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Convenience store chain Sheetz is bringing hyper-convergence to the edge at its 600 stores to consolidate devices and make it easier to manage, with the help of StorMagic SvSAN software.
Sheetz, based in Altoona, Pa., is a chain of convenience and gasoline stores in Pennsylvania, West Virginia, Maryland, Virginia, Ohio and North Carolina. Each store requires several point-of-sale applications to conduct business.
Gary Sliver, director of infrastructure at Sheetz, and Scott Robertson, universal endpoint unit manager at the chain, said they have installed SvSAN software on about one-quarter of the company's sites. Sheetz's IT team began installing StorMagic SvSAN hyper-converged infrastructure (HCI) software in its stores in October 2018. The project coincided with Sheetz's move to a new kitchen management software system.
Sliver and Robertson said they hope to have all the stores running SvSAN by the end of 2020. Their goal is to condense seven individual devices at each site to a two-node Dell server appliance running SvSAN software and VMware hypervisors.
Move motivated by IT support, space restrictions
StorMagic SvSAN replaces the servers running Sheetz's kitchen management applications, its in-store orchestration, credit card processing and loyalty program systems, and storage at each retail store.
Sliver said Sheetz had two important reasons for the upgrade: His team wanted to make it easier to support IT, while eliminating space restrictions at the edge.
Gary SliverDirector of infrastructure, Sheetz
"Primarily, we wanted to reduce the number of physical devices and the support and maintenance administration associated with those," Sliver said. "We also wanted to put a platform in place that would allow us to grow and innovate. Frankly, we're just running out of space in the rack with new applications and services that require compute and storage. So, we're able to take these seven physical devices and condense them into two small form rack-mounted servers. That gives us the potential to add additional applications and servers without having to go in there and add physical devices to the store."
Sheetz's IT team can manage the HCI appliances remotely from headquarters. Retail employees in the stores don't have to manage any devices, and the central IT team doesn't have to travel to the retail sites as frequently for support.
Sliver said he considered going hyper-converged for years, and the systems upgrade in the stores presented the perfect opportunity.
"We've been looking at virtualizing the physical devices in the rack," he said. "We were going out and touching all 600 stores with this upgrade, so we had the opportunity to leverage that initiative and realize economies of scale. It also allows us to quickly virtualize devices and save some money there."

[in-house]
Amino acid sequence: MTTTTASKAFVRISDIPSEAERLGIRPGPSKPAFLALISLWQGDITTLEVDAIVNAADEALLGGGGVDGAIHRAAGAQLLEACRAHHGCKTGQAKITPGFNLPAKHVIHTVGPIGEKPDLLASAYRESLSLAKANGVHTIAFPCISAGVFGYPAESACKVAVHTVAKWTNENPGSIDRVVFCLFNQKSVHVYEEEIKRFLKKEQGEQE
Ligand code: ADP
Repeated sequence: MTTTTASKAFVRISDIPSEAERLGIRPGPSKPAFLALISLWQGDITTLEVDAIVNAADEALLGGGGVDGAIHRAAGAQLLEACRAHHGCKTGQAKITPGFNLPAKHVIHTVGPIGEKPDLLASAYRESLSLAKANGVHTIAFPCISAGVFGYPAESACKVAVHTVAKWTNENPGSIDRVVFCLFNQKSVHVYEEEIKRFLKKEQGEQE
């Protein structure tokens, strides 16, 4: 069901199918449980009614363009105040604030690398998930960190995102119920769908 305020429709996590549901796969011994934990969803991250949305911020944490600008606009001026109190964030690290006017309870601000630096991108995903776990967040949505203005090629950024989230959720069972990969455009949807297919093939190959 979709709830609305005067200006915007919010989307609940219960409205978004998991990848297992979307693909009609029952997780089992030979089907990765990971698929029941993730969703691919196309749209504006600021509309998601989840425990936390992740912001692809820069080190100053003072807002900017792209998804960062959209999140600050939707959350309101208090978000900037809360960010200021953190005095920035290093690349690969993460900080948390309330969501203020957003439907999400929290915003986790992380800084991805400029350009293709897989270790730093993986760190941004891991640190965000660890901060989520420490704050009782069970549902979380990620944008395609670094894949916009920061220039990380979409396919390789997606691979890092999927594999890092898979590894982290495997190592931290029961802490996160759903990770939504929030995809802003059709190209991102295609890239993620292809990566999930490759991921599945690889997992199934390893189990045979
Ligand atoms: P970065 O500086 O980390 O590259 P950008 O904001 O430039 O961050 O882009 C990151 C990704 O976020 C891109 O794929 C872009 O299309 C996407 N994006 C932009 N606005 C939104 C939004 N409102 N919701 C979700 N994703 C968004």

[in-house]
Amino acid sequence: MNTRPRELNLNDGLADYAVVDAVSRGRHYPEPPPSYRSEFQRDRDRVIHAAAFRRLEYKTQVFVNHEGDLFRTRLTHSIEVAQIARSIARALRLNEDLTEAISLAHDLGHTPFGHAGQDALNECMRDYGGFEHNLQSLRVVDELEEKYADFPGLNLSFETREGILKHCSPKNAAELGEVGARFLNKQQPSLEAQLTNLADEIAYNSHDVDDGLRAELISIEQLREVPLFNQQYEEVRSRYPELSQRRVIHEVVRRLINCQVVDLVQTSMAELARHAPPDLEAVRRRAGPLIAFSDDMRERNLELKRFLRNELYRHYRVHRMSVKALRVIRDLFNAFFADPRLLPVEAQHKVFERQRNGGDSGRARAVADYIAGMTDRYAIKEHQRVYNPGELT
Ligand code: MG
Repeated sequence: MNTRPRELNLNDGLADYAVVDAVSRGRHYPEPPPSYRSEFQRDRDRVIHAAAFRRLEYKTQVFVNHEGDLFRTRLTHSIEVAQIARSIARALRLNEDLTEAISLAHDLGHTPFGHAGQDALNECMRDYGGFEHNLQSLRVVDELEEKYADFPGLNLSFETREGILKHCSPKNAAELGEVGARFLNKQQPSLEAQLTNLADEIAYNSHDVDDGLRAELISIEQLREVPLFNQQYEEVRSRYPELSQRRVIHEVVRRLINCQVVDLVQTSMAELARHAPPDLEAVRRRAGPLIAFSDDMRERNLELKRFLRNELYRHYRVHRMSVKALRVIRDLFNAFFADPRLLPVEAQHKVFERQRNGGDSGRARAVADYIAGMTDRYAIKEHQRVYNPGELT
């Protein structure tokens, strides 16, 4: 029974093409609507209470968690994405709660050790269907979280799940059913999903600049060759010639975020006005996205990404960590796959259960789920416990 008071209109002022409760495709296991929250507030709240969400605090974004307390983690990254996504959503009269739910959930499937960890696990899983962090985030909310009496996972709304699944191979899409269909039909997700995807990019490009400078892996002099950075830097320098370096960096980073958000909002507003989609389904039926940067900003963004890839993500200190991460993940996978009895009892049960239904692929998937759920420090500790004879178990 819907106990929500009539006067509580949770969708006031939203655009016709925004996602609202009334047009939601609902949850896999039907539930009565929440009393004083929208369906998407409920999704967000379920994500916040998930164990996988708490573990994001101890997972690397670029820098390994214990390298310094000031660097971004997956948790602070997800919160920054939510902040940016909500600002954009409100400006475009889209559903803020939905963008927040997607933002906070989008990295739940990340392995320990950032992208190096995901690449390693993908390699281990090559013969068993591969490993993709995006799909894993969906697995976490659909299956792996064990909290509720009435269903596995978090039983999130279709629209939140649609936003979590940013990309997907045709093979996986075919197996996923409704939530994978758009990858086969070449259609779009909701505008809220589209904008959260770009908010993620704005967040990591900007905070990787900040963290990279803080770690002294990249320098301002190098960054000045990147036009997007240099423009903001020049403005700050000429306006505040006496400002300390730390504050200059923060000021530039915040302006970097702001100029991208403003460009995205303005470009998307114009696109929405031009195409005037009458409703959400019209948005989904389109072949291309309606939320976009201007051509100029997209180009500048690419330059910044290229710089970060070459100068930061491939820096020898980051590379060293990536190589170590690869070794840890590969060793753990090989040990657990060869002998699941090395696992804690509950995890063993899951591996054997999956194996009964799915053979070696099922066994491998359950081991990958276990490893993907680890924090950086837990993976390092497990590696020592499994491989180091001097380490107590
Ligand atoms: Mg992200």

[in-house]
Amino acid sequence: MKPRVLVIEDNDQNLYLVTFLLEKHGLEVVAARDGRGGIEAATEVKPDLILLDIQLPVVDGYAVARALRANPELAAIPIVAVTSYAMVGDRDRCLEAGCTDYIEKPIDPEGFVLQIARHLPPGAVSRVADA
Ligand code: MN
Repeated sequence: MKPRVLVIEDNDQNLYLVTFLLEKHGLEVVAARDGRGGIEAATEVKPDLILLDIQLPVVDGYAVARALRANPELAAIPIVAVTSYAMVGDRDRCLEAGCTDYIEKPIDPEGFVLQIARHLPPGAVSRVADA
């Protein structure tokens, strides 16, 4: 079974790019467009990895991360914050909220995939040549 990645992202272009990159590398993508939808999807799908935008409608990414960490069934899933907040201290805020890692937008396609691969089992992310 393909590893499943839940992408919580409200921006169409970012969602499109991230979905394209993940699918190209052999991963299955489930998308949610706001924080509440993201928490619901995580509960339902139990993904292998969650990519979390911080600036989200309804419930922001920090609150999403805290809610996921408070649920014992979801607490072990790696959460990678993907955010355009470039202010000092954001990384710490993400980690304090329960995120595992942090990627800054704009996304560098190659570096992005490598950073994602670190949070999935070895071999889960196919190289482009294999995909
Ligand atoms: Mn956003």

After deciding to hyper-converge on the edge, Sheetz considered several HCI options. Sliver said he looked at traditional HCI players VMware and Nutanix, as well as a few appliances designed specifically for retail sites.
U.K.-based StorMagic is less known than other HCI vendors, but its technology and support impressed the Sheetz team. StorMagic developed SvSAN as an edge product rather than altering a product designed for data centers.
StorMagic SvSAN requires only 1 GB of RAM, 512 MB of storage for its boot device and a 20 GB journal drive. It can work over a 1 Gb Ethernet network.
"The technology itself was fairly easy compared to other HCI providers," Sliver said of StorMagic. "We also can run up to 1,000 nodes on the single witness. To me, that's their secret sauce. The other thing is their organization. They were very responsive during the RFP review, and that has continued throughout our implementation."
After the installation
Robertson said Sheetz can get SvSAN up and running quickly in its stores.
"What separated StorMagic was, when we did a lab test, they did everything they said their product could do," Robertson said. "Our time frame from lab to pilot was short."
Sliver said so far, StorMagic SvSAN "has been extremely stable. It has done everything we've expected it to do."
Robertson said SvSAN HCI makes it much easier to solve problems in the field. The IT team can spin up a new virtual machine in the data center instead of having to dispatch a technician to install a new physical device at the store.
"From a management standpoint, with any kind of break/fix situation, we no longer have to send out a technician to the site to swap out physical hardware," Robertson said. "If we notice there's any sort of abnormality in a system, we can spin up [a new virtual machine] in a half hour. So, it's just returned to service much quicker."